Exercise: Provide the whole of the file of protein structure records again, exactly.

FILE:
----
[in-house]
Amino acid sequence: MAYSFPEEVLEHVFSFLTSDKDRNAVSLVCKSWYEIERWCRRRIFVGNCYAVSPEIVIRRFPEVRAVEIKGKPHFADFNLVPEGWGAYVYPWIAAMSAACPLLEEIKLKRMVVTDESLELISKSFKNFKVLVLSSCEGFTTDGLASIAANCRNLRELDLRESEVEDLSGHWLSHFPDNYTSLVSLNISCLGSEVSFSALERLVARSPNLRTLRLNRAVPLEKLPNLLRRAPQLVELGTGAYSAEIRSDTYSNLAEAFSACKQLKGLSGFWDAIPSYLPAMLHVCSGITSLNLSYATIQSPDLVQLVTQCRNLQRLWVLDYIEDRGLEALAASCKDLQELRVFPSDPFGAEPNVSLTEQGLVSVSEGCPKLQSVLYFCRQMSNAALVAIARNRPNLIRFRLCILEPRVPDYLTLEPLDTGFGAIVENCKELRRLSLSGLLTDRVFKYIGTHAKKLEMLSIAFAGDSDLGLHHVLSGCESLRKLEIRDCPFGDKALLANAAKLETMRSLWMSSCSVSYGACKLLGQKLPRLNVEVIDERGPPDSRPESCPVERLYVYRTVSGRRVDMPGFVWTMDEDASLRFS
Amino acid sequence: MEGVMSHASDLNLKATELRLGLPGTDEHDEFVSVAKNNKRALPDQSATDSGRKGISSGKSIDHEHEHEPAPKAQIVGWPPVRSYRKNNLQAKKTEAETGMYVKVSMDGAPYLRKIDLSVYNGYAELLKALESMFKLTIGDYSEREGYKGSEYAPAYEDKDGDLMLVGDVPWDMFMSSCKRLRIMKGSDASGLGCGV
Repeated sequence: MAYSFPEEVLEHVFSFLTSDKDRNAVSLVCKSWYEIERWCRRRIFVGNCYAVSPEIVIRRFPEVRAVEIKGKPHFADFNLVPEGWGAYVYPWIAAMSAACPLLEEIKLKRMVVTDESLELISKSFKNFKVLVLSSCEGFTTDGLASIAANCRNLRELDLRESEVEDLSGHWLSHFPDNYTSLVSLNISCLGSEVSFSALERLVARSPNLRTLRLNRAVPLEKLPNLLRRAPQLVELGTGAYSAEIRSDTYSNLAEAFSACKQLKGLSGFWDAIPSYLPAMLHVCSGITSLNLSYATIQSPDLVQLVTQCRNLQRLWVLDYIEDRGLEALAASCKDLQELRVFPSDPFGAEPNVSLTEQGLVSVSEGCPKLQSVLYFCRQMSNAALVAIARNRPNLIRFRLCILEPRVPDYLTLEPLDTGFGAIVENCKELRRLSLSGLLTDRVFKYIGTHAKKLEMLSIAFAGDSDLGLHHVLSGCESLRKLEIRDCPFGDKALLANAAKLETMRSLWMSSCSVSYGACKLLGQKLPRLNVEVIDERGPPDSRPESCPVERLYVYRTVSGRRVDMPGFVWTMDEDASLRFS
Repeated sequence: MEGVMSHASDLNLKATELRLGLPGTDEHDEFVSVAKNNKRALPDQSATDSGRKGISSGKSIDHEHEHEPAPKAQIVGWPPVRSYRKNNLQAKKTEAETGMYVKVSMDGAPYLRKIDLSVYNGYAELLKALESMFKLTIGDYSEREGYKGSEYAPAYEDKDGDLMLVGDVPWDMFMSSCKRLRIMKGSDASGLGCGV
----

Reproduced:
[in-house]
Amino acid sequence: MAYSFPEEVLEHVFSFLTSDKDRNAVSLVCKSWYEIERWCRRRIFVGNCYAVSPEIVIRRFPEVRAVEIKGKPHFADFNLVPEGWGAYVYPWIAAMSAACPLLEEIKLKRMVVTDESLELISKSFKNFKVLVLSSCEGFTTDGLASIAANCRNLRELDLRESEVEDLSGHWLSHFPDNYTSLVSLNISCLGSEVSFSALERLVARSPNLRTLRLNRAVPLEKLPNLLRRAPQLVELGTGAYSAEIRSDTYSNLAEAFSACKQLKGLSGFWDAIPSYLPAMLHVCSGITSLNLSYATIQSPDLVQLVTQCRNLQRLWVLDYIEDRGLEALAASCKDLQELRVFPSDPFGAEPNVSLTEQGLVSVSEGCPKLQSVLYFCRQMSNAALVAIARNRPNLIRFRLCILEPRVPDYLTLEPLDTGFGAIVENCKELRRLSLSGLLTDRVFKYIGTHAKKLEMLSIAFAGDSDLGLHHVLSGCESLRKLEIRDCPFGDKALLANAAKLETMRSLWMSSCSVSYGACKLLGQKLPRLNVEVIDERGPPDSRPESCPVERLYVYRTVSGRRVDMPGFVWTMDEDASLRFS
Amino acid sequence: MEGVMSHASDLNLKATELRLGLPGTDEHDEFVSVAKNNKRALPDQSATDSGRKGISSGKSIDHEHEHEPAPKAQIVGWPPVRSYRKNNLQAKKTEAETGMYVKVSMDGAPYLRKIDLSVYNGYAELLKALESMFKLTIGDYSEREGYKGSEYAPAYEDKDGDLMLVGDVPWDMFMSSCKRLRIMKGSDASGLGCGV
Repeated sequence: MAYSFPEEVLEHVFSFLTSDKDRNAVSLVCKSWYEIERWCRRRIFVGNCYAVSPEIVIRRFPEVRAVEIKGKPHFADFNLVPEGWGAYVYPWIAAMSAACPLLEEIKLKRMVVTDESLELISKSFKNFKVLVLSSCEGFTTDGLASIAANCRNLRELDLRESEVEDLSGHWLSHFPDNYTSLVSLNISCLGSEVSFSALERLVARSPNLRTLRLNRAVPLEKLPNLLRRAPQLVELGTGAYSAEIRSDTYSNLAEAFSACKQLKGLSGFWDAIPSYLPAMLHVCSGITSLNLSYATIQSPDLVQLVTQCRNLQRLWVLDYIEDRGLEALAASCKDLQELRVFPSDPFGAEPNVSLTEQGLVSVSEGCPKLQSVLYFCRQMSNAALVAIARNRPNLIRFRLCILEPRVPDYLTLEPLDTGFGAIVENCKELRRLSLSGLLTDRVFKYIGTHAKKLEMLSIAFAGDSDLGLHHVLSGCESLRKLEIRDCPFGDKALLANAAKLETMRSLWMSSCSVSYGACKLLGQKLPRLNVEVIDERGPPDSRPESCPVERLYVYRTVSGRRVDMPGFVWTMDEDASLRFS
Repeated sequence: MEGVMSHASDLNLKATELRLGLPGTDEHDEFVSVAKNNKRALPDQSATDSGRKGISSGKSIDHEHEHEPAPKAQIVGWPPVRSYRKNNLQAKKTEAETGMYVKVSMDGAPYLRKIDLSVYNGYAELLKALESMFKLTIGDYSEREGYKGSEYAPAYEDKDGDLMLVGDVPWDMFMSSCKRLRIMKGSDASGLGCGV